In the same chapter, the author notes that Egypt’s enemies – Ethiopians to the south, Libyans to the west, Asiatics to the east – became symbols of the archetypal enemy that the king of Egypt had to eternally defeat. In this chapter, he also refers to the teachings of Mircea Eliade, whom we have encountered before – in our review of The Myth of the Eternal Return, for example.

Religion and Magic

The author notes that for the Egyptians, religion and magic were not separated – religion was magical. Moreover, he notes that, generally speaking, it was necessary to be a magician in order to hold office of state. This makes perfect sense with the knowledge of how important spiritual matters were for the people – a ‘separation of church and state’ would have been an absurd proposition! He also elaborates on the importance of Egyptian magic to the later Western Esoteric tradition. He shares the following quote by Jakob Böhme (1575–1624), a German philosopher and mystic:

‘Magic is the best theology, for in it true faith is both grounded and found. And he is a fool that reviles it, for he knows it not, and blasphemes against both God and himself, and is more a juggler than a theologian of understanding.’

Jakob Böhme (the quote appears on page 122 in Temple of the Cosmos).

He also shares the following quote by good old Paracelsus (1493–1541):

‘Magic is the greatest wisdom and the knowledge of supernatural powers… acquired by obtaining more spirituality and making oneself capable to feel and to see the things of the spirit.’

Paracelsus (the quote appears on page 123 in Temple of the Cosmos).

We encountered both Jakob Böhme and Paracelsus in our review of Evola’s The Hermetic Tradition.

The Hieroglyphs

In the chapter titled The Theology of Magic, the author notes that the hieroglyphs were the product of a different mentality than the modern (more profane) one – therefore, it is a misconception to only view the hieroglyphs as symbols without a deeper meaning. In this sense, they remind us of the Runes – which all contain deep mysteries and teachings (I will elaborate at length about the Runes in my upcoming book).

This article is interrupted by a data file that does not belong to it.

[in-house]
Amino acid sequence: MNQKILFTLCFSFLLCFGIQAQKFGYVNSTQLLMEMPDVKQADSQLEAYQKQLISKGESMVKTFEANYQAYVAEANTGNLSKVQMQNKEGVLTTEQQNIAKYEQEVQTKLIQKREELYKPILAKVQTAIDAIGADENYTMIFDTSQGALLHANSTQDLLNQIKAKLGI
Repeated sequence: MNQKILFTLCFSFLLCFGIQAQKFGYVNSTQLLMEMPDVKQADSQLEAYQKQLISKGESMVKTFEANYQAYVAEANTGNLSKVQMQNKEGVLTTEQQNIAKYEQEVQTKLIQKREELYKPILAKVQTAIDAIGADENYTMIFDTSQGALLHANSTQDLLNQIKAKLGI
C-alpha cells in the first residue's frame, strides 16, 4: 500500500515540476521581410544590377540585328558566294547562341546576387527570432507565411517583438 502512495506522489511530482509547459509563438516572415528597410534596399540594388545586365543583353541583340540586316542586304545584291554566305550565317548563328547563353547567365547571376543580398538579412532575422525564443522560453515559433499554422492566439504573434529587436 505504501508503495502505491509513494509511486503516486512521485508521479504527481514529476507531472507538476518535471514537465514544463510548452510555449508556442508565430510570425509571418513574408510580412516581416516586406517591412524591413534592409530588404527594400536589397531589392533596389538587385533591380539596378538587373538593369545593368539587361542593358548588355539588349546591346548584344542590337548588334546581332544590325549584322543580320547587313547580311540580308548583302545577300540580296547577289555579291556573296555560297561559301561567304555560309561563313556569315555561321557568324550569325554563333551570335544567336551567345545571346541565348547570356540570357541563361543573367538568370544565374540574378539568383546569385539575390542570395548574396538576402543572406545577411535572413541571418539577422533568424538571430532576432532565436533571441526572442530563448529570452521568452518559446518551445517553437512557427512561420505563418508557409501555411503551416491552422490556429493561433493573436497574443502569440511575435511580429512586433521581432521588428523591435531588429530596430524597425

Ka – Ancestral Vital Energy

The book contains many interesting passages about the various metaphysical elements of a person. Elaborating on these lies beyond the scope of this book review; but one metaphysical element of particular interest is the Ka – the source of a persons vital energy. This energy was (for the common people) bestowed by an extraneous source:

‘This was the ancestral group that existed in the spirit world as a source of power at one with ka energy. It was the ancestors who directed this energy toward the physical realm, thereby infusing not only human beings but also animals and crops with vitality.’

Jeremy Naydler – Temple of the Cosmos. Page 193.

One could say that the Egyptian dead were not really dead, but influenced the living world in a sense. The author notes that ‘going to the Ka‘ was an experience of becoming absorbed into the ancestral group.

Supremely interesting!

Assassin’s Creed: Origins

In case you encountered Thoth’s War Elephant of Enlightenment on Telegram, Twitter, or Instagram and wondered where he is from, I can reveal that the picture you see is a screenshot from Assassin’s Creed: Origins. AC: Origins is one of the better games in the franchise, and a game I can recommend for those who are into gaming and Ancient Egypt. The game is not set in the Ancient Egypt of the native Egyptian pharaohs, but rather Egypt during the Hellenistic era – in any case, the aesthetics and setting are great!


As noted in the introduction, I thoroughly enjoyed this fine tome of knowledge and can definitely recommend it not only for those interested in Ancient Egypt, but also to those interested in spiritual matters in general. The book is 286 pages and written in accessible language. Great stuff!